This Fall marks the 10th anniversary of the first time I got an acupuncture treatment.
I was volunteering in Managua, Nicaragua and I was experiencing bouts of vertigo. None of the doctors could figure out what was wrong with me (in retrospect, it was probably my New England constitution responding to the incredible heat and humidity of Central America—I recovered once I was back in the U.S.).
Eventually, a friend– the ex-pat who had helped arrange my travel– suggested that I try acupuncture. The acupuncturist, a Nicaraguan woman, diagnosed me via my pupils and muscle testing. She had me lay on a massage table, with a curtain for privacy (there were one or two other patient behind their own curtains in the room). I remember thinking that the needles felt like mosquito bites (the same thing I tell my own patients now). The needles weren’t disposable, by the way, but we each had zipper bags with our names on them for our individual needles. Ok, not the most sanitary situation, but I wasn’t versed in universal precautions at the time.
I went back a few times. It was a pleasant experience, but not an Ah-Ha moment for me—I didn’t even contemplate acupuncture school until years later. Thinking back now, though, it is interesting to consider the business model, which was essentially private-room acupuncture.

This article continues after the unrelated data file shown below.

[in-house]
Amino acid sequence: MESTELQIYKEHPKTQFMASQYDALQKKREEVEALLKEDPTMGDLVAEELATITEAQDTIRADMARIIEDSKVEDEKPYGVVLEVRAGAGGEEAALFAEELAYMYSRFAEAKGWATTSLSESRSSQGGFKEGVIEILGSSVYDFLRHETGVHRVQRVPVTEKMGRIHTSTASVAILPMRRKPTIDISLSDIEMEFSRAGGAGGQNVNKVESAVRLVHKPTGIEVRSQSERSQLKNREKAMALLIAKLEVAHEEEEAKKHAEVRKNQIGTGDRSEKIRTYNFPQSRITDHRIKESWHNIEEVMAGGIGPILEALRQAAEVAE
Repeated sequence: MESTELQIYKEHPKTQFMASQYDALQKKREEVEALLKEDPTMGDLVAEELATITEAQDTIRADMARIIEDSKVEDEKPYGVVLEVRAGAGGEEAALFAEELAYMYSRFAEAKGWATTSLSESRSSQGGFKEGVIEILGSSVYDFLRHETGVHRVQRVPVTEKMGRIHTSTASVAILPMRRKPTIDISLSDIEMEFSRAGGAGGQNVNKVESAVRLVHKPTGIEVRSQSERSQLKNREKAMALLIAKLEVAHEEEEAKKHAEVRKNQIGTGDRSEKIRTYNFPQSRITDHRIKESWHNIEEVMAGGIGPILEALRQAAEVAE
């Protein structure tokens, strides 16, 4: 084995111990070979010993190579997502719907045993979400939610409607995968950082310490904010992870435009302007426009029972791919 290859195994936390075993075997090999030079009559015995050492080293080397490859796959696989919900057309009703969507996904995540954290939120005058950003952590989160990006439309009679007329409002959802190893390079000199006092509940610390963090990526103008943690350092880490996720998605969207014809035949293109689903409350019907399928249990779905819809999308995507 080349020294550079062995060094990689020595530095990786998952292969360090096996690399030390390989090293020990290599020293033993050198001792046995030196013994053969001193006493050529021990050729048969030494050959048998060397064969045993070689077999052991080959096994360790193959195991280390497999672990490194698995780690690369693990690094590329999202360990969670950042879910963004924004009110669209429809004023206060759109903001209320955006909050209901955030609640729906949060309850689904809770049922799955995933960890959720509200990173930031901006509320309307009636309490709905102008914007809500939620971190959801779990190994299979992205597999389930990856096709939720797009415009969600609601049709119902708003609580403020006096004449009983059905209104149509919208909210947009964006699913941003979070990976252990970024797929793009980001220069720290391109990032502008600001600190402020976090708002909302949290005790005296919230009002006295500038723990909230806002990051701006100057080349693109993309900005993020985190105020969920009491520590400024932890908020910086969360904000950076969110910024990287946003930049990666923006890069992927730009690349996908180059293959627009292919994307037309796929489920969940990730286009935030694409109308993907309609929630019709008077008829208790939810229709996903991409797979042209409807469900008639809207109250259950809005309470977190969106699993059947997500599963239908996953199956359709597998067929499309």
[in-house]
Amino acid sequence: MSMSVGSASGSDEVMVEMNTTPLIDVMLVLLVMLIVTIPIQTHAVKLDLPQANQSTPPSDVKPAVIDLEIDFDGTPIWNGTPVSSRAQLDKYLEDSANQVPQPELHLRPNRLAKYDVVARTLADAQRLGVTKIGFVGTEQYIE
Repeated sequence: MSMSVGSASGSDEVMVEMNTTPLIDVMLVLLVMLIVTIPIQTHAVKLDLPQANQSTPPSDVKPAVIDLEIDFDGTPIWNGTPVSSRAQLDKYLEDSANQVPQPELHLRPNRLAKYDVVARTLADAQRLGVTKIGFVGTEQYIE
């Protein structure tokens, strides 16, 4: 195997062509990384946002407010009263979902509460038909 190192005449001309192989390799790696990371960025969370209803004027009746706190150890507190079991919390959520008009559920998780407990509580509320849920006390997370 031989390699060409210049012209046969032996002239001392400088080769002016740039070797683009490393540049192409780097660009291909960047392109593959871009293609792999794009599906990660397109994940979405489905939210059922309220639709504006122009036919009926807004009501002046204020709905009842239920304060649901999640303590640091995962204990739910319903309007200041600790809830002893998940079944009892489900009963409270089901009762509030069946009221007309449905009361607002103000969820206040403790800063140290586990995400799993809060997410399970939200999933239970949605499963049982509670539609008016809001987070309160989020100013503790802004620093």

An acupuncture treatment with this woman cost $30 córdobas, which equated to less than $3 U.S. That may seem insanely cheap by our perspective, but in one of the poorest country in Latin America that was a significant amount of money. Tortillas cost the U.S. equivalent of ½ cent a piece, bus rides about 5 cents, a taxi ride less than $2. Clearly, the average Nicaraguan could not afford to get acupuncture.
The irony is, the Nicaraguan culture is so community based in almost every other way. You could even find an MD and diagnostic lab in most neighborhoods, but I had to travel by bus to the acupuncturist.
Now, I know that there are fixed costs associated with needles, sharps containers, etc. But I bet, especially if the space were donated (just the thought of the large community room in the neighborhood church makes me itch to go back down with some zero-gravity chairs), an acupuncturist there could make a living charging a much lower sliding scale. I would love to see that happen.